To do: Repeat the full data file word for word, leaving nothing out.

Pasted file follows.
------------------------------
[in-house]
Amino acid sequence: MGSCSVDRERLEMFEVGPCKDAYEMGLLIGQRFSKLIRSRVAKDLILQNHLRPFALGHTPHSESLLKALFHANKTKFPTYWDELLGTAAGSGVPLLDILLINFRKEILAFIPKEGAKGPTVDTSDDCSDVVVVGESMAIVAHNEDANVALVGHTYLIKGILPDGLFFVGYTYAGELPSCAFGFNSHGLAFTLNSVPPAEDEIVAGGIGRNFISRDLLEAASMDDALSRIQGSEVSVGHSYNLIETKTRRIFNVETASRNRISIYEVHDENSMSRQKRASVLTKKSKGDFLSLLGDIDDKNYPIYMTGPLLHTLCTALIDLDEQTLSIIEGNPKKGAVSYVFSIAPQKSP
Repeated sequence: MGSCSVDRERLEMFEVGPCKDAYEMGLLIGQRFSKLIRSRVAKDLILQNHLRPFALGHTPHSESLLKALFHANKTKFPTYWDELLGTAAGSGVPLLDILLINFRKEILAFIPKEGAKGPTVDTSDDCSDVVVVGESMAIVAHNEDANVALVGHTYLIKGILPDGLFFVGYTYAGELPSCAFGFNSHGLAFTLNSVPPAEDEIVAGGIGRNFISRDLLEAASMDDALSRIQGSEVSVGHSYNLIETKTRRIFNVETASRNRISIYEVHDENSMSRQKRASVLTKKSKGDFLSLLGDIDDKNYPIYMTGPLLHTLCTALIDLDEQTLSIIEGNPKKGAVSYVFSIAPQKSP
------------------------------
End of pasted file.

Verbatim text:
[in-house]
Amino acid sequence: MGSCSVDRERLEMFEVGPCKDAYEMGLLIGQRFSKLIRSRVAKDLILQNHLRPFALGHTPHSESLLKALFHANKTKFPTYWDELLGTAAGSGVPLLDILLINFRKEILAFIPKEGAKGPTVDTSDDCSDVVVVGESMAIVAHNEDANVALVGHTYLIKGILPDGLFFVGYTYAGELPSCAFGFNSHGLAFTLNSVPPAEDEIVAGGIGRNFISRDLLEAASMDDALSRIQGSEVSVGHSYNLIETKTRRIFNVETASRNRISIYEVHDENSMSRQKRASVLTKKSKGDFLSLLGDIDDKNYPIYMTGPLLHTLCTALIDLDEQTLSIIEGNPKKGAVSYVFSIAPQKSP
Repeated sequence: MGSCSVDRERLEMFEVGPCKDAYEMGLLIGQRFSKLIRSRVAKDLILQNHLRPFALGHTPHSESLLKALFHANKTKFPTYWDELLGTAAGSGVPLLDILLINFRKEILAFIPKEGAKGPTVDTSDDCSDVVVVGESMAIVAHNEDANVALVGHTYLIKGILPDGLFFVGYTYAGELPSCAFGFNSHGLAFTLNSVPPAEDEIVAGGIGRNFISRDLLEAASMDDALSRIQGSEVSVGHSYNLIETKTRRIFNVETASRNRISIYEVHDENSMSRQKRASVLTKKSKGDFLSLLGDIDDKNYPIYMTGPLLHTLCTALIDLDEQTLSIIEGNPKKGAVSYVFSIAPQKSP